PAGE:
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Accounting Made Simple

Accounting Explained in 100 Pages or Less

By Mike Piper
12-minute read
Audio available
Accounting Made Simple: Accounting Explained in 100 Pages or Less by Mike Piper

Accounting Made Simple (2013) provides a brief introduction to the fundamentals of accounting, illustrating how to read the most important financial statements and draw a conclusion about the numbers. It also outlines the double-entry ledger system, a hallmark of accounting best practices.

  • Small business owners curious about the fundamentals of accounting
  • People who want to be able to read and understand a financial statement
  • Anyone who wants to know about the basic aspects of accounting

Mike Piper is the author of eight finance books, as well as the popular blog, Oblivious Investor. A certified public accountant, Piper has published articles in The Wall Street Journal, Money and Forbes.

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Accounting Made Simple

Accounting Explained in 100 Pages or Less

By Mike Piper
  • Read in 12 minutes
  • Audio & text available
  • Contains 7 key ideas
Accounting Made Simple: Accounting Explained in 100 Pages or Less by Mike Piper
Synopsis

Accounting Made Simple (2013) provides a brief introduction to the fundamentals of accounting, illustrating how to read the most important financial statements and draw a conclusion about the numbers. It also outlines the double-entry ledger system, a hallmark of accounting best practices.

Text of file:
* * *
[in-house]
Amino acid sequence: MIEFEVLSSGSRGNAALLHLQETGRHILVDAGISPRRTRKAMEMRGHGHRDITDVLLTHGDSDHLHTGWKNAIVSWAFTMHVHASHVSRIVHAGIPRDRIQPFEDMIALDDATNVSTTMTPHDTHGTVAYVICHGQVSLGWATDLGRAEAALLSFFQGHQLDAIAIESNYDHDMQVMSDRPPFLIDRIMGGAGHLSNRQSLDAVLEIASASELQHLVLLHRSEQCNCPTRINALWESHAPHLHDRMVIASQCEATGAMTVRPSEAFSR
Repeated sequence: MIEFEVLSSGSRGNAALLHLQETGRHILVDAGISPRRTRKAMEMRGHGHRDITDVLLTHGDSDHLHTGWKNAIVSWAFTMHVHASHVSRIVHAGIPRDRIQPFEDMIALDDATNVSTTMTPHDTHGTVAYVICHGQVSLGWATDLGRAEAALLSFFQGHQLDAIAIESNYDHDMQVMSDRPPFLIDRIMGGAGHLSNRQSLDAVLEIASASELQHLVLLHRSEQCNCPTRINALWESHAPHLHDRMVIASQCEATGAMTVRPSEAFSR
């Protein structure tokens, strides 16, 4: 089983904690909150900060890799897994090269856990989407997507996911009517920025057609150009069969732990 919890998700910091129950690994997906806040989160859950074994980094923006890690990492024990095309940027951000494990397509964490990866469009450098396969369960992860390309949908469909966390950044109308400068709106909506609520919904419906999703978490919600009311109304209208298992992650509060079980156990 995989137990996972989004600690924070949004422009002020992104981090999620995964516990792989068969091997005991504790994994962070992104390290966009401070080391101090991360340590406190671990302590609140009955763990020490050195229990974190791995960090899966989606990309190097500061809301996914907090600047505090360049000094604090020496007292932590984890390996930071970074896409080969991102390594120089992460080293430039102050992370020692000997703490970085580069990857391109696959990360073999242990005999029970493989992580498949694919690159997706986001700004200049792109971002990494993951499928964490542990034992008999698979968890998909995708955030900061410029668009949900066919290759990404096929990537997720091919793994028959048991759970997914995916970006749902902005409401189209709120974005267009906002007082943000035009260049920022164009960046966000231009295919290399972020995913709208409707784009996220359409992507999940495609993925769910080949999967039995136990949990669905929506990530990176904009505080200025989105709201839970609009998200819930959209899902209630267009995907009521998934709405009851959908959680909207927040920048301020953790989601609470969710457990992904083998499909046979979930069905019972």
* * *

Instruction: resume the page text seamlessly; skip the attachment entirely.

Key idea 1 of 7

A basic accounting equation measures a company’s financial position using assets, liabilities and owner’s equity.

Accounting can seem impenetrable and mysterious. But it’s no dark art. In fact, a balance sheet follows a clear logical order. You just need to know how to decipher it.

Let’s start with the fundamentals: An accounting equation measures financial position using assets, liabilities and owner’s equity.

Here’s a refresher on what those terms stand for:

  • Assets: Everything a company owns, such as properties, inventory and cash.
  • Liabilities: All the company’s debts, such as loans.
  • Owner’s Equity (also called Shareholder’s Equity): The difference between the two, meaning the company’s ownership of assets, after paying off liabilities.

The accounting equation states that, no matter what, the following will be valid: Assets = Liabilities + Owner’s Equity. You can also write the equation like this: Assets - Liabilities = Owner’s Equity.

This equation is applicable for any kind of company, big or small. Imagine you run a lemonade stand. Your assets are: lemonade, the stand, cups and uniforms – worth $100 in total. You took out $60 worth of loans from your sister and your mom – those are your liabilities. So here’s how we would figure out the Owner’s Equity: Assets ($100) - Liabilities ($60) = Owner’s Equity ($40).

You could use the same equation to measure your financial position when buying a home. If you want to purchase a property for $300,000, you probably wouldn’t pay it all up front. You might take a mortgage for $230,000. That means your home equity would be calculated as: $300,000 assets - $230,000 liabilities = $70,000 equity.

And a few years later, once you’ve paid off $30,000 of the mortgage, your home equity would be: $300,000 assets - $200,000 liabilities = $100,000 equity.

One thing to remember about assets and liabilities is that your asset might be someone else’s liability, and vice versa. For instance, in the scenario above, the mortgage is your liability. But it’s the bank’s asset.

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